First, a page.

Let $\Omega=[0,1]$, $\mathcal{F}=\mathcal{B}([0,1])$ and $\mathbb{P}$ the Lebesgue measure on $[0,1]$. Let $\mathcal{G}$ be the smallest $\sigma$-algebra on $[0,1]$ containing the Borel subsets of $[0,\frac{1}{2}]$.

Now, assuming that $X\in L^1$, I want to compute $\mathbb{E}(X|\mathcal{G})$.

For me it is not clear why we want to split the interval $[0,1]$ into $[0,\frac{1}{2}]$ and $(\frac{1}{2},1]$? How is this related to $\mathcal{G}$ containing the Borel subsets of $[0,\frac{1}{2}]$?


1 Answer 1


$\mathcal{G}=\mathcal{B}\left[0,\frac{1}{2}\right]\cup\left\{ B\cup\left(\frac{1}{2},1\right]\mid B\in\mathcal{B}\left[0,\frac{1}{2}\right]\right\} $.

$Y:\Omega\to\mathbb{R}$ is measurable with respect to $\mathcal{G}$ if it is $\mathcal{B}\left[0,1\right]$-measurable and is constant on $\left(\frac{1}{2},1\right]$.

To achieve $Y=\mathbb{E}\left(X\mid\mathcal{G}\right)$ we need $\int_{A}X\left(\omega\right)\mathbb{P}\left(d\omega\right)=\int_{A}Y\left(\omega\right)\mathbb{P}\left(d\omega\right)$ for each $A\in\mathcal{G}$.

Prescribing $Y$ by $\omega\mapsto X\left(\omega\right)$ if $\omega\in\left[0,\frac{1}{2}\right]$ yields this for $A\in\mathcal{B}\left[0,\frac{1}{2}\right]$.

Let it be that $Y\left(\omega\right)=c$ for $\omega\in\left(\frac{1}{2},1\right]$.

Then we need: $$\int_{\left(\frac{1}{2},1\right]}X\left(\omega\right)\mathbb{P}\left(d\omega\right)=\int_{\left(\frac{1}{2},1\right]}Y\left(\omega\right)\mathbb{P}\left(d\omega\right)=\frac{1}{2}c$$ showing that $c=2\mathbb{E}X1_{\left(\frac{1}{2},1\right]}$

This together results in: $Y=X1_{\left[0,\frac{1}{2}\right]}+2\left[\mathbb{E}X1_{\left(\frac{1}{2},1\right]}\right]1_{\left(\frac{1}{2},1\right]}$.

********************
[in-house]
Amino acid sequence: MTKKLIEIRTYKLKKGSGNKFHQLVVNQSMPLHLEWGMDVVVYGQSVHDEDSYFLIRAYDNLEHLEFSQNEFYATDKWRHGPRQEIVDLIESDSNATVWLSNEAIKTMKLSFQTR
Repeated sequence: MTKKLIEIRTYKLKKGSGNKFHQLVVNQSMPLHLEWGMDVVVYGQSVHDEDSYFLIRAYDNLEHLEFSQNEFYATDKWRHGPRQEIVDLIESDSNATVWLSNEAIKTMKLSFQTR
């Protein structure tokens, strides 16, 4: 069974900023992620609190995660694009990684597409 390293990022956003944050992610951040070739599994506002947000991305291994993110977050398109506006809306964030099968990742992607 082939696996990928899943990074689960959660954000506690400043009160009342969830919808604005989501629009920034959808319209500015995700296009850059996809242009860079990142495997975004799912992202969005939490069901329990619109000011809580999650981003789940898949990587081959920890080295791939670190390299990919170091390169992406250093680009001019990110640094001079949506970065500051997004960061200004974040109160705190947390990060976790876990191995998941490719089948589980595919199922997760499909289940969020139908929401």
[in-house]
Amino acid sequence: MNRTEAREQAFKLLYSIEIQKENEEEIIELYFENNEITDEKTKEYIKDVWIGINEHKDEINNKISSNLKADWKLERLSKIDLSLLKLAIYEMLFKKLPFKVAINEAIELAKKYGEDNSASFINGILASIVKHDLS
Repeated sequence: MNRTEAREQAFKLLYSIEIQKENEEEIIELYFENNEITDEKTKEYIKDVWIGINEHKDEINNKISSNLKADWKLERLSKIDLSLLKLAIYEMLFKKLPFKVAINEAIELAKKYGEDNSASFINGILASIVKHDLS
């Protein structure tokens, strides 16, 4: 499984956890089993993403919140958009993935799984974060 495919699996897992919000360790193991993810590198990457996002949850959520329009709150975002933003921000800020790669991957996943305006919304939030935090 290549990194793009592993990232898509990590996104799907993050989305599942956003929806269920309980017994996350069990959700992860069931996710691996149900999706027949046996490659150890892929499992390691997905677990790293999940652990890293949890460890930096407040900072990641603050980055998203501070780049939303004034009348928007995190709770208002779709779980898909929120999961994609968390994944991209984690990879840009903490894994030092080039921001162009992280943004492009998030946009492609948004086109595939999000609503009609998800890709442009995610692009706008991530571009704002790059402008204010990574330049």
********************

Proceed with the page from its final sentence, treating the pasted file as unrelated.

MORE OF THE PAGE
• $\begingroup$ Merci! Now, I am wondering how I can work from this prescribing mappings $Y$ towards the solution: $\mathbb{E}[X|\mathcal{G}]=X\mathbb{1}_{[0,\frac{1}{2}]} + 2 \mathbb{E}[\mathbb{1}_{(\frac{1}{2},1]}X]\mathbb{1}_{(\frac{1}{2},1]}$? Why is this factor 2 before the second expectation? $\endgroup$
    – iJup
    Commented Feb 20, 2016 at 14:41
  • $\begingroup$ I made a mistake (and repaired). Sorry for the confusion I caused. $\endgroup$
    – drhab
    Commented Feb 20, 2016 at 21:23
  • $\begingroup$ Why is Y measurable w.r.t. G if it B[0,1]-measurable and constant on (0.5,1]? $\endgroup$ Commented Feb 21, 2016 at 20:32
  • $\begingroup$ @RoosJansen If $Y$ is $\mathcal B[0,1]$-measurable then for each $d$ we have $\{Y<d\}\in\mathcal B[0,1]$ so that $B:=\{Y<d\}\cap[0,\frac12]\in\mathcal B[0,\frac12]$. If secondly $Y$ is constant on $(\frac12,1]$ and takes value $c$ there, then $\{Y<d\}=B\cup(\frac12,1]$ if $c<d$ and $\{Y<d\}=B$ if $c\geq d$. In both cases $\{Y<d\}\in\mathcal G$. $\endgroup$
    – drhab
    Commented Feb 21, 2016 at 20:52

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